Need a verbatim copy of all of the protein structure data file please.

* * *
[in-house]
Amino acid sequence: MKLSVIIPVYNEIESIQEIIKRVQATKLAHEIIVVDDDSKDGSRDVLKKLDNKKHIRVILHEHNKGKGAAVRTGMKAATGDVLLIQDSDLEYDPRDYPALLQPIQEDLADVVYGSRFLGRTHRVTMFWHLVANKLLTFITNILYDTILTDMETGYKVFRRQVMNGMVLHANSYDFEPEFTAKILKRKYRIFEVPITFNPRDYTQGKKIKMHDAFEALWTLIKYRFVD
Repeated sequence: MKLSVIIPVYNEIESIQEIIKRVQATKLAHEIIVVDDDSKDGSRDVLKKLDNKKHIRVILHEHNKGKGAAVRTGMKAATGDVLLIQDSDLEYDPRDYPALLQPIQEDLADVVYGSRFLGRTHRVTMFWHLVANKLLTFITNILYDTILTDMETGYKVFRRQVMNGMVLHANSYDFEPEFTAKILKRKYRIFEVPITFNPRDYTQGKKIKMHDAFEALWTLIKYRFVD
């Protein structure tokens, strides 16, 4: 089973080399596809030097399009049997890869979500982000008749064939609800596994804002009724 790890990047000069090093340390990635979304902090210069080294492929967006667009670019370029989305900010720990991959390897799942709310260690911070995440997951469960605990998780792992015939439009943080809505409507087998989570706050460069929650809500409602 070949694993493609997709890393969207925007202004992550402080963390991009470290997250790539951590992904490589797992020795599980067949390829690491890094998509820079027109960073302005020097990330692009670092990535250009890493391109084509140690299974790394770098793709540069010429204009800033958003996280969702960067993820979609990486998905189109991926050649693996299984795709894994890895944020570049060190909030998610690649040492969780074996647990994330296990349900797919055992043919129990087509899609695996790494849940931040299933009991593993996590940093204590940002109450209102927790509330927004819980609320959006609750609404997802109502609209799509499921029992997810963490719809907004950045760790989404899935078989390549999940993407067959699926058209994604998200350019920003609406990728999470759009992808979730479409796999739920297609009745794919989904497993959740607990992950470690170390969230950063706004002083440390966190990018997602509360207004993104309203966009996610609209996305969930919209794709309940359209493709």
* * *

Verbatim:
[in-house]
Amino acid sequence: MKLSVIIPVYNEIESIQEIIKRVQATKLAHEIIVVDDDSKDGSRDVLKKLDNKKHIRVILHEHNKGKGAAVRTGMKAATGDVLLIQDSDLEYDPRDYPALLQPIQEDLADVVYGSRFLGRTHRVTMFWHLVANKLLTFITNILYDTILTDMETGYKVFRRQVMNGMVLHANSYDFEPEFTAKILKRKYRIFEVPITFNPRDYTQGKKIKMHDAFEALWTLIKYRFVD
Repeated sequence: MKLSVIIPVYNEIESIQEIIKRVQATKLAHEIIVVDDDSKDGSRDVLKKLDNKKHIRVILHEHNKGKGAAVRTGMKAATGDVLLIQDSDLEYDPRDYPALLQPIQEDLADVVYGSRFLGRTHRVTMFWHLVANKLLTFITNILYDTILTDMETGYKVFRRQVMNGMVLHANSYDFEPEFTAKILKRKYRIFEVPITFNPRDYTQGKKIKMHDAFEALWTLIKYRFVD
């Protein structure tokens, strides 16, 4: 089973080399596809030097399009049997890869979500982000008749064939609800596994804002009724 790890990047000069090093340390990635979304902090210069080294492929967006667009670019370029989305900010720990991959390897799942709310260690911070995440997951469960605990998780792992015939439009943080809505409507087998989570706050460069929650809500409602 070949694993493609997709890393969207925007202004992550402080963390991009470290997250790539951590992904490589797992020795599980067949390829690491890094998509820079027109960073302005020097990330692009670092990535250009890493391109084509140690299974790394770098793709540069010429204009800033958003996280969702960067993820979609990486998905189109991926050649693996299984795709894994890895944020570049060190909030998610690649040492969780074996647990994330296990349900797919055992043919129990087509899609695996790494849940931040299933009991593993996590940093204590940002109450209102927790509330927004819980609320959006609750609404997802109502609209799509499921029992997810963490719809907004950045760790989404899935078989390549999940993407067959699926058209994604998200350019920003609406990728999470759009992808979730479409796999739920297609009745794919989904497993959740607990992950470690170390969230950063706004002083440390966190990018997602509360207004993104309203966009996610609209996305969930919209794709309940359209493709």